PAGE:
Voluntary contributions made from 1 July 2017 up to the existing limit of $15,000 per year will count towards the total amount able to be released. The increase in maximum releasable amount will apply from the start of the first financial year after Royal Assent of the enabling legislation, which the Government expects will have occurred by 1 July 2022. This measure will ensure the FHSSS continues to help first home buyers in raising a deposit more quickly.

Super Guarantee (SG) – Abolishing the $450 pm income threshold – The current $450 per month minimum income threshold before SG contributions become payable will be removed. This means employees at all income levels will receive SG contributions. Note: The SG rate is currently legislated to increase to 10% from 1 July 2021 and incrementally to 12% in the following years. This remains unchanged.

Childcare Subsidies

Child care subsidy – Starting on 1 July 2022 the Government will provide $1.7 billion over 5 years (and $671.2 million per year ongoing) to:

Increase the child care subsidies available to families with more than one child aged five and under in child care, benefitting around 250,000 families
for those families with more than one child in child care, the level of subsidy received will increase by 30% to a maximum subsidy of 95% of fees paid for their second and subsequent children.
remove the $10,560 cap on the Child Care Subsidy, benefitting around 18,000 families.

Source: https://ministers.treasury.gov.au/ministers/josh-frydenberg-2018/media-releases/making-child-care-more-affordable-and-boosting

Social Security

Increasing the Flexibility of the Pension Loans Scheme – The Government will provide $21.2 million over four years from 2021-22 to improve the uptake of the Pension Loans Scheme by:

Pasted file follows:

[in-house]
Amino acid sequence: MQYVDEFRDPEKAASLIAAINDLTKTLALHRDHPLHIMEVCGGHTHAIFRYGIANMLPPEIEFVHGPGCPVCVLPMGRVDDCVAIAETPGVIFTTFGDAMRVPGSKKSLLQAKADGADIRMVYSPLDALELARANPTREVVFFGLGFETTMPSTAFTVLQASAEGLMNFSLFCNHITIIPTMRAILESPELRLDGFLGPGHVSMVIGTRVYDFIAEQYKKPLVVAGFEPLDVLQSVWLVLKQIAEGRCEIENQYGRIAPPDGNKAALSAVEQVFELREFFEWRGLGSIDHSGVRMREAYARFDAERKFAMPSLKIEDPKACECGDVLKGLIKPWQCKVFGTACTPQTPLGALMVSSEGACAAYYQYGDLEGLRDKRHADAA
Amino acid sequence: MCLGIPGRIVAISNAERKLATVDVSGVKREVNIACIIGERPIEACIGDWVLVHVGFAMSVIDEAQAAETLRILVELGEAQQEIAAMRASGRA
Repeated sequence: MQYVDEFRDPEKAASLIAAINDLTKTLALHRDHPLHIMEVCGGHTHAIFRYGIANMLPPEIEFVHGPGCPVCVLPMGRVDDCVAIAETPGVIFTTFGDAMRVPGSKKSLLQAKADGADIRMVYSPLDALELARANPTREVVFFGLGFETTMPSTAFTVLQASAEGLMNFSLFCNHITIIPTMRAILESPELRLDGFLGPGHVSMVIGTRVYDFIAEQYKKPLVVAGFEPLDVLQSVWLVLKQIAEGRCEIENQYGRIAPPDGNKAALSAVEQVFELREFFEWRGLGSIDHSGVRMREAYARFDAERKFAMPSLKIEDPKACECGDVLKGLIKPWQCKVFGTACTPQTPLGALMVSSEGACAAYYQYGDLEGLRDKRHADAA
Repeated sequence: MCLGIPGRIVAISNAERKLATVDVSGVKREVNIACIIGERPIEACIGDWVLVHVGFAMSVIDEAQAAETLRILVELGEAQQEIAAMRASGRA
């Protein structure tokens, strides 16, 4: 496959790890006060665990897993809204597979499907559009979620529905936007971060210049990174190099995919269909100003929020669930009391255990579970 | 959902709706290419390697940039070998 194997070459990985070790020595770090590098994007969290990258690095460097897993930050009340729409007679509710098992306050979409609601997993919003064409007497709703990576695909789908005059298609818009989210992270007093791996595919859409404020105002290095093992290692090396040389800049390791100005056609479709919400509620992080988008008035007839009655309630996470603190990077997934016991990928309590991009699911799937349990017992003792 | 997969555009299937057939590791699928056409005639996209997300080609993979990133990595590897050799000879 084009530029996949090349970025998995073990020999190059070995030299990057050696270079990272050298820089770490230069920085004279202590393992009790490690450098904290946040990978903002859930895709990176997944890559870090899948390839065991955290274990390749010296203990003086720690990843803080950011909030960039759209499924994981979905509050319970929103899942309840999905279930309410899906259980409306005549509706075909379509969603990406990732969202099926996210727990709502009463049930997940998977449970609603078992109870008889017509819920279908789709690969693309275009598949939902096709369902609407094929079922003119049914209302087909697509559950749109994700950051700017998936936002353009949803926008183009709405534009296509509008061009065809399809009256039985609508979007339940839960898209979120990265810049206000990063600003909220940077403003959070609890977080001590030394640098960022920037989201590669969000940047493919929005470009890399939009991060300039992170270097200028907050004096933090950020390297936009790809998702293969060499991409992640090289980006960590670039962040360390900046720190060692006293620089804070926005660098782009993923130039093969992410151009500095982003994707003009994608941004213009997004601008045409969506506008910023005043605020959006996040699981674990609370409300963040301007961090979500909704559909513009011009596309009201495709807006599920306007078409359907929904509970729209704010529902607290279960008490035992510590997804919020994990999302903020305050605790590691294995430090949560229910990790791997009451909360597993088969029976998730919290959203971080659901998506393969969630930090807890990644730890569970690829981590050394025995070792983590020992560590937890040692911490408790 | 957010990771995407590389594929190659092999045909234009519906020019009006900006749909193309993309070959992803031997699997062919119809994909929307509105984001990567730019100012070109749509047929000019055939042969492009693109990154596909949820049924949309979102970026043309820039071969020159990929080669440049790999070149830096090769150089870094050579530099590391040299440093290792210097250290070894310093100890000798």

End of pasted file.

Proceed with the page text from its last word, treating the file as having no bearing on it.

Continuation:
• allowing participants to access up to two lump sum advances in any 12-month period, up to a total value of 50 per cent of the maximum annual rate of the Age Pension
  • introducing a No Negative Equity Guarantee so borrowers will not have to repay more than the market value of their property

Other Housing Measures

Extending the First Home Loan Deposit Scheme (FHLDS) – The Government has announced that an additional 10,000 places will be made available in the FHLDS (New Homes). The new places will be available in the 2021-22 year. The extension of the FHLDS will apply to first home buyers who buy a newly constructed home or who build a new home.

The FHLDS allows first home buyers/builders to borrow more than the standard 80% of the property’s value with only a 5% deposit, with the balance (15%) being underwritten by a government agency in the event of loan default and shortfall. The FHLDS allows eligible first home buyers to borrow more without paying the premium for Lender’s Mortgage Insurance which would otherwise apply in such situations.

Application for a place in the scheme is made by participating lenders on behalf of the borrowers when the borrowers make their loan application.

HomeBuilder Program – the Government will extend the construction commencement requirement under this existing program from the existing 6 to 18 months.

Family Home Guarantee Scheme – the Government will establish a program similar to the FHLDS above to allow eligible single parents with dependants to enter or re-enter the housing market with a deposit as little as 2%. The scheme will have 10,000 places and be available from 2021-22.